HOME > Chowhound > Home Cooking >

Discussion

A Call for the difficult, the labor intensive, and the cheapest recipes

I'm on vacation right now, and as a student and a total foodie, I find easy dishes with high end ingredients both boring and a bit impossible on the budget. Does anyone know some dishes that require a lot of love, patience, and skill, but use super cheap ingredients? I'm looking to turn unpopular meats and ingredients into something spectacular. I've made cheesecake, sourdough, fudge, stews, stir fry, barbecue- throw anything at me. Just remember- cheap, but time consuming and/or labor intensive.

  1. Click to Upload a photo (10 MB limit)
Delete
  1. I make a birria using something close to this recipe: http://www.saveur.com/article/Recipes...

    The big difference is that since lamb and goat are expensive and/or hard to find here, I use a beef tongue.

    Here's some instructions on cooking the tongue (and making tacos from it). http://www.macheesmo.com/2010/09/leng...

    This is a recipe that you can play around with in all kinds of ways. If you want something cheap that requires skill and a lot of practice, make your own tortillas.

    1 Reply
    1. re: JonParker

      That sounds good, though I'd have to go out and pick up a lot of those spices as well. Its definitely something to consider though, and it'll be good to learn how to cook tongue. Thanks! :D

      1. re: Chemicalkinetics

        Are you referring to the daikon radish? I hear master chefs can shave it as one whole piece and then make decorative masterpieces with it!

            1. re: joonjoon

              Maybe, but I'm not a fan of omelettes much. :) Interesting suggestion though, I don't think I'd ever think of using some of those ingredients in an omelette.

              1. re: SummerBoredom

                Sorry about the late reply. Yes, daikon radish, and yes, some chefs can shave it as a roll. Many labor intensive, difficult and very inexpensive dishes can come from this.

              2. re: joonjoon

                Man, this looks tough. I am very impressed. I love watching these videos. They are so inspiring and also very humbling (for me to realize how unskill I am). This certainly fit the requirement of the original poster:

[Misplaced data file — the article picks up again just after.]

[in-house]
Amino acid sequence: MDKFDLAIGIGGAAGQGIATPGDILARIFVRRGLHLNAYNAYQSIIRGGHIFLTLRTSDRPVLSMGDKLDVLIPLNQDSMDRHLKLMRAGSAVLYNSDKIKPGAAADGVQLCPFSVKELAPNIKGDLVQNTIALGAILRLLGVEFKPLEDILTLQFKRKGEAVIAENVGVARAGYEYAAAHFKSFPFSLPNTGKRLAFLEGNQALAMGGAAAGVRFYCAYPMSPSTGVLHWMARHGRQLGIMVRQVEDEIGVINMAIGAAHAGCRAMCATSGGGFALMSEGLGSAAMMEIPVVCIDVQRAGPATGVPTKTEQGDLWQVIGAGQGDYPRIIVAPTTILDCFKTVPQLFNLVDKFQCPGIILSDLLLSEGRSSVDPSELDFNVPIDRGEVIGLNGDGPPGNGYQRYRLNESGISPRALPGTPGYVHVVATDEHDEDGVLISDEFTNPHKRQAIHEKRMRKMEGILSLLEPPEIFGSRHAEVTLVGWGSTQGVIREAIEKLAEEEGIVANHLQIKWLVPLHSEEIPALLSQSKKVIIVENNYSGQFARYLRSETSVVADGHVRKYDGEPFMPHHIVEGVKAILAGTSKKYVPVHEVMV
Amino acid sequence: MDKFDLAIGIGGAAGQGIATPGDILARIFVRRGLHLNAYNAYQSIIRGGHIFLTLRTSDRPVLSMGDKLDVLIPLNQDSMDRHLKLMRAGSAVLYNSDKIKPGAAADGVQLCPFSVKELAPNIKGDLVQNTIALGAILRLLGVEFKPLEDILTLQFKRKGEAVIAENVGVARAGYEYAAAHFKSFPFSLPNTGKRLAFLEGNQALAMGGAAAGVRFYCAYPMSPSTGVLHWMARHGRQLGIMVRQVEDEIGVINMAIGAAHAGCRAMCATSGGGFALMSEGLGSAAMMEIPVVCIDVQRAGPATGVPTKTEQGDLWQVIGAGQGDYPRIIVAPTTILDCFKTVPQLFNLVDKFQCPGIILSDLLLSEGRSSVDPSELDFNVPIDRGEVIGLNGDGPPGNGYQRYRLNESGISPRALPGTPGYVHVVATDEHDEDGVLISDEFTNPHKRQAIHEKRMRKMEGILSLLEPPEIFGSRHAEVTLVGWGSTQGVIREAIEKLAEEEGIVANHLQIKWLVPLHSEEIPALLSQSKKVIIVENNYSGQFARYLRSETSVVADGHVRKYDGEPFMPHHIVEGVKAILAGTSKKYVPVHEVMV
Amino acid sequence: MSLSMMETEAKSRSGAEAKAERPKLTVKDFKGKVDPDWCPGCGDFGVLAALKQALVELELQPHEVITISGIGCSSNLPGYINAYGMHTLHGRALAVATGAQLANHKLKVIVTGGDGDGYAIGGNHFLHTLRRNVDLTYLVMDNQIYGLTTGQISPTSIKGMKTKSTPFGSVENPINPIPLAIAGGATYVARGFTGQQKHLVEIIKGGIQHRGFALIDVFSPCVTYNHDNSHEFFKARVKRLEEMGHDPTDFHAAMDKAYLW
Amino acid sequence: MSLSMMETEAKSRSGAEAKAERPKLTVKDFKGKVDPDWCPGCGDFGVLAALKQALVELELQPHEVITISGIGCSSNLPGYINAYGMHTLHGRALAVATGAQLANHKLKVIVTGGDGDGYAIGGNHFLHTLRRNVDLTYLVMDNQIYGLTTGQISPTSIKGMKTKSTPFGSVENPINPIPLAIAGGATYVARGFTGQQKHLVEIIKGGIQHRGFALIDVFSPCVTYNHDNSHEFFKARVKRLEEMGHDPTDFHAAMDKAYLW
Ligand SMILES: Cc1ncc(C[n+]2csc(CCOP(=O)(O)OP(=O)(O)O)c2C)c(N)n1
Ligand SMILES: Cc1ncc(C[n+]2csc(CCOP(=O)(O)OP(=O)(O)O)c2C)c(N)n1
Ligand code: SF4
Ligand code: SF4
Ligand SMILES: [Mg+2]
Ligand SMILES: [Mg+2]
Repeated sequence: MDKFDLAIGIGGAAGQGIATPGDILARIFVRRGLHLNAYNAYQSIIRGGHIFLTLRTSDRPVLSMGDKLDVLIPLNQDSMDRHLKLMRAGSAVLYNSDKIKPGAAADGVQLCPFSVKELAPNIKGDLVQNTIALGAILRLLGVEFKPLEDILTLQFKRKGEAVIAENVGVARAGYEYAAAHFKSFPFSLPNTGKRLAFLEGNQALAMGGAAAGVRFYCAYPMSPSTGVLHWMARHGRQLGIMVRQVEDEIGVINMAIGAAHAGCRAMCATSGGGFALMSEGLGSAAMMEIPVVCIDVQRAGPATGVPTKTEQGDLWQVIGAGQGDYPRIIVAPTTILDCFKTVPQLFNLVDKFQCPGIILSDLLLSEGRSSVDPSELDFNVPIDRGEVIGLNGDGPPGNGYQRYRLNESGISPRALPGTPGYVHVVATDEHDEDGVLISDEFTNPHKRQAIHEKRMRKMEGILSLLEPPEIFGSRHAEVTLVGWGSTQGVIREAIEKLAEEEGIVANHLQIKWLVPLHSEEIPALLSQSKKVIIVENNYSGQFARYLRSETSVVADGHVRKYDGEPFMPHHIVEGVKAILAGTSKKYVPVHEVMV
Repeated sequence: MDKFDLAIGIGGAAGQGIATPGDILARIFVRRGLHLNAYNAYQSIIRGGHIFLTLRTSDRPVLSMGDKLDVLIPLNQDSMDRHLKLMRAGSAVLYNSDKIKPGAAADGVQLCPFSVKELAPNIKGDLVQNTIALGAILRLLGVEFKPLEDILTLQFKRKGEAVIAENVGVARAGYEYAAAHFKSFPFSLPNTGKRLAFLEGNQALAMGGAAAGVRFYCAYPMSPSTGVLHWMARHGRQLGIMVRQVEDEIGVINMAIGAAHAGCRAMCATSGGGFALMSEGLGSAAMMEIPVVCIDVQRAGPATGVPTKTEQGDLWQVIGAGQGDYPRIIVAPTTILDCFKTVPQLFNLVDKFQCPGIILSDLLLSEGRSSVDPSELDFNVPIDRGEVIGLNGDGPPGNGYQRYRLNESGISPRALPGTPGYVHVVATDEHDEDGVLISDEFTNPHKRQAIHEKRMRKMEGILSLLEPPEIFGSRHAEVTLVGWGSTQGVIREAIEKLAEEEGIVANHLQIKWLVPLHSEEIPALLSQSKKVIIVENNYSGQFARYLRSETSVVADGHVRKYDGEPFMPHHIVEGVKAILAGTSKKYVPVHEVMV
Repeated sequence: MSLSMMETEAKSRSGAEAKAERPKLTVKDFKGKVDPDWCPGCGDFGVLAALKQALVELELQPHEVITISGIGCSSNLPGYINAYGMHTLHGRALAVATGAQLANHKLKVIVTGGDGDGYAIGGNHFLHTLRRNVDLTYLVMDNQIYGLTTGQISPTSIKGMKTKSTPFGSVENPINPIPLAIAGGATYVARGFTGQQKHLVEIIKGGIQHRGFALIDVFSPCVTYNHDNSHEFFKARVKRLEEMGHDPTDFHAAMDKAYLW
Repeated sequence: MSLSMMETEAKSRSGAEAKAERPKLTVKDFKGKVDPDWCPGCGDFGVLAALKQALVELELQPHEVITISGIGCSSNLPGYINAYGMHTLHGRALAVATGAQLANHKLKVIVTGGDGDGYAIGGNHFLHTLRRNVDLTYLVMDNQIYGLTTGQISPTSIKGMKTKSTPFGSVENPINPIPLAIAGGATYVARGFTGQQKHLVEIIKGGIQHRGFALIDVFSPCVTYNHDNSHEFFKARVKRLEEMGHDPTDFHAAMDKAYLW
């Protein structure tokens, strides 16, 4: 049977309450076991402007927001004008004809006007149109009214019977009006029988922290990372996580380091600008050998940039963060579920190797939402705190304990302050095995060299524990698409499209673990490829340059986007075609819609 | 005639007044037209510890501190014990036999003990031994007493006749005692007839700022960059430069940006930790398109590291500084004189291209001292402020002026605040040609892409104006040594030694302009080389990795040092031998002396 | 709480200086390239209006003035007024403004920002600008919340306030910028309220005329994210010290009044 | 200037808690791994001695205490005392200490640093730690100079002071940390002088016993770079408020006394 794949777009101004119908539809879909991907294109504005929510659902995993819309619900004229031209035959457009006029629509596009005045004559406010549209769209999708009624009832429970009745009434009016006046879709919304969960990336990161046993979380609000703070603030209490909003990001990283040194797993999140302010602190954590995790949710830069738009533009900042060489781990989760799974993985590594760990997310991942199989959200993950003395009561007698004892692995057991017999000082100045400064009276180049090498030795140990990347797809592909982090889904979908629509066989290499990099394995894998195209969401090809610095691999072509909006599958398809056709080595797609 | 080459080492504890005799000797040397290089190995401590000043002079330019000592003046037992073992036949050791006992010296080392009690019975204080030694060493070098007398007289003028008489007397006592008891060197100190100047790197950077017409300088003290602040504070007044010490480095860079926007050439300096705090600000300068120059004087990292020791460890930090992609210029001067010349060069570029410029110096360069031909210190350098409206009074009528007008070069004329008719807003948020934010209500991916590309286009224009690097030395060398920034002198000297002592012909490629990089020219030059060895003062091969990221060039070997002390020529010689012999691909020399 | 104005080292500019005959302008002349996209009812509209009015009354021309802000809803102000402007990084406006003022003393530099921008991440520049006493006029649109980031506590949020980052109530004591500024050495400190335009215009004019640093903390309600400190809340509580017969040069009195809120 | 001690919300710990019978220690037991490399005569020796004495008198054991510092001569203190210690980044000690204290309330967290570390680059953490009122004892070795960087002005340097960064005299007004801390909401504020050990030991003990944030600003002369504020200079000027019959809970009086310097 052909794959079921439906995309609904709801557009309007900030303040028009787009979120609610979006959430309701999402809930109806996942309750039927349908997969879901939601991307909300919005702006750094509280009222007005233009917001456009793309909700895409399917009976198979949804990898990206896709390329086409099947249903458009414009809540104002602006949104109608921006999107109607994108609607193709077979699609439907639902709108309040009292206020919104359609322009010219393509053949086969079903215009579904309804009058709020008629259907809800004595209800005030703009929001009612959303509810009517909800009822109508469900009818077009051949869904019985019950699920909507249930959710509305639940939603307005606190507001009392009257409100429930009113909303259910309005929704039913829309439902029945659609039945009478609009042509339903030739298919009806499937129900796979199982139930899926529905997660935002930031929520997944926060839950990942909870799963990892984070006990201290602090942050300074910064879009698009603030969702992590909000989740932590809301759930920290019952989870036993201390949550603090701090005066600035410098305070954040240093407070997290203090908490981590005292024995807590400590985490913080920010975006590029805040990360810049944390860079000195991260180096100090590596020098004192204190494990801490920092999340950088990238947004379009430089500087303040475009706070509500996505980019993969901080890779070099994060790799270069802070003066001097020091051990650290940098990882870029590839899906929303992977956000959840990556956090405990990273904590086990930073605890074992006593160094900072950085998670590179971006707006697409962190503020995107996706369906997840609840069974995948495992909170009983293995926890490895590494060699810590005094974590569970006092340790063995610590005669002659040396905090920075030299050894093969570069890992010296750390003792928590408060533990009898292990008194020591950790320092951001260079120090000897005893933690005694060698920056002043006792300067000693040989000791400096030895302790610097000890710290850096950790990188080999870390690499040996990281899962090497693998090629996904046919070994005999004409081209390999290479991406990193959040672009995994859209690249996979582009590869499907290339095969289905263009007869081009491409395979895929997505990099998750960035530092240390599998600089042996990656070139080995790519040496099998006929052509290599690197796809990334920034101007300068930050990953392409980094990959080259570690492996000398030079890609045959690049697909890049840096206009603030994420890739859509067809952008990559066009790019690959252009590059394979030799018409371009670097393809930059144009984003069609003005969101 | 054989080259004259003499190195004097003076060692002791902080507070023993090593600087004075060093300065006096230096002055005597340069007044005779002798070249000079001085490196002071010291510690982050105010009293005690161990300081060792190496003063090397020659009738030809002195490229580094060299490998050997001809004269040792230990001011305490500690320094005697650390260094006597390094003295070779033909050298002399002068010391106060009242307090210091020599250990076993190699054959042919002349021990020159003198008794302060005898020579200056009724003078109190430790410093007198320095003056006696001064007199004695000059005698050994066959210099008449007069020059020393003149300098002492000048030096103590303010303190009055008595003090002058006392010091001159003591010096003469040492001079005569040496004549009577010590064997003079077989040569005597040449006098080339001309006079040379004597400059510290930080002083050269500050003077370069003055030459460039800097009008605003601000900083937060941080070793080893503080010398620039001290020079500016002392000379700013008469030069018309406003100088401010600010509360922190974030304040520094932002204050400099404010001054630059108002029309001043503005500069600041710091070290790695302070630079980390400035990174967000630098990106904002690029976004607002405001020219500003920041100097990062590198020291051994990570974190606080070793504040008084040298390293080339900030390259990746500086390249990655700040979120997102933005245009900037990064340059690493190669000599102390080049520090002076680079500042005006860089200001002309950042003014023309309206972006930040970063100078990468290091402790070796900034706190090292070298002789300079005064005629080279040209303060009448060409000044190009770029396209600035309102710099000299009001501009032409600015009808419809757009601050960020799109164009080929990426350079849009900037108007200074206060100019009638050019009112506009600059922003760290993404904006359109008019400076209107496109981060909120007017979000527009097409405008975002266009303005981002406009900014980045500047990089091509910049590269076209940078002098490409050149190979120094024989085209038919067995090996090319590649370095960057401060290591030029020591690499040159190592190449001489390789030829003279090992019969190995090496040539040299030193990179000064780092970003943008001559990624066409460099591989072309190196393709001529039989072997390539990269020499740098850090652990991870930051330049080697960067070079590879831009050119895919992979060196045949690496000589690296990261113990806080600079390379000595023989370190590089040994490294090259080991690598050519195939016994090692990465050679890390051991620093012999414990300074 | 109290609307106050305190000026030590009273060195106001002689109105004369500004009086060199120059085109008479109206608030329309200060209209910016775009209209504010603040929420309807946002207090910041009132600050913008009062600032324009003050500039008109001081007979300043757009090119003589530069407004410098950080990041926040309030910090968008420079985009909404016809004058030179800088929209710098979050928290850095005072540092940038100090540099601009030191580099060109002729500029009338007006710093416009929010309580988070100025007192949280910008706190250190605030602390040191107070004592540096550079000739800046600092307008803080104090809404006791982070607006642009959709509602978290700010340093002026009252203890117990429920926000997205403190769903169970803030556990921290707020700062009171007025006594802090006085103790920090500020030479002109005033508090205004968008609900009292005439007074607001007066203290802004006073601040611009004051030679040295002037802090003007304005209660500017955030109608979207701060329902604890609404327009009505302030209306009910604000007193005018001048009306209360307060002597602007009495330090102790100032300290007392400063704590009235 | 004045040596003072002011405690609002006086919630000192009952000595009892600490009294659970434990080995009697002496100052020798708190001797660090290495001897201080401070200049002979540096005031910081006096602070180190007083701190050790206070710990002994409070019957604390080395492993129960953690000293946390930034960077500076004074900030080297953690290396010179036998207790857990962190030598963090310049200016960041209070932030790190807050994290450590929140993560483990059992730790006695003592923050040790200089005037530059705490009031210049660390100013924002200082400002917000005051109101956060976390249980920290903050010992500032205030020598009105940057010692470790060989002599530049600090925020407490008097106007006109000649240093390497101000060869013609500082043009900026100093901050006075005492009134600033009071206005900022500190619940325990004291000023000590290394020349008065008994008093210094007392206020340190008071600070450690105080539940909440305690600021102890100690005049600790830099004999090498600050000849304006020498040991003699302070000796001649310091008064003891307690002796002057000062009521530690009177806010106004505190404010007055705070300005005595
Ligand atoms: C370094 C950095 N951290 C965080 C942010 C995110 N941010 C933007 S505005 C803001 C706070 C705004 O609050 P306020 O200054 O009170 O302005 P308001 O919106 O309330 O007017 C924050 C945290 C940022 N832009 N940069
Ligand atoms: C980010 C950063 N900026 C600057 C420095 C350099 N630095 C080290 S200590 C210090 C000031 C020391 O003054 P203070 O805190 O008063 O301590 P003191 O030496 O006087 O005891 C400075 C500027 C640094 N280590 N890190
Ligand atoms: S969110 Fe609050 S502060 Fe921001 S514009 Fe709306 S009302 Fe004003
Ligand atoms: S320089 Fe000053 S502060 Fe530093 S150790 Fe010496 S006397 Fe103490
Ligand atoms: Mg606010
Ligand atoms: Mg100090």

intensive, difficult and inexpensive.

                Thanks for sharing.

                1. re: Chemicalkinetics

                  I know isn't that nuts? I would love to have a bite of that omelette.

                  1. re: joonjoon

                    Not only it seems difficult to make, but it actually looks super tasty -- fluffy. :)

                    Japanese are really great at "turning the simplest ingredients into tasty and artistic foods".

            2. re: Chemicalkinetics

              I suggest a bottle of liquid bandages to go with this challenge.

              1. re: wattacetti

                <I suggest a bottle of liquid bandages>

                I didn't even know there is such thing called liquid bandages. Now, I learned.

                1. re: Chemicalkinetics

                  Me either! I'm getting some of that to keep on hand. Especially after I shaved off a piece of my thumb last weekend on the mandolin

                  1. re: ChrisKC

                    liquid bandage is great, but only for slice-type cuts- I don't think the kind of tissue removal that a mandolin causes would be candidates to LB. It's essentially superglue.

            3. get an indian cookbook and start learning how to make terrific curries

              4 Replies
              1. re: westsidegal

                And use the absolute cheapest cuts o meat, and cooks'em in a pressure cooker if you want to cut down on the time.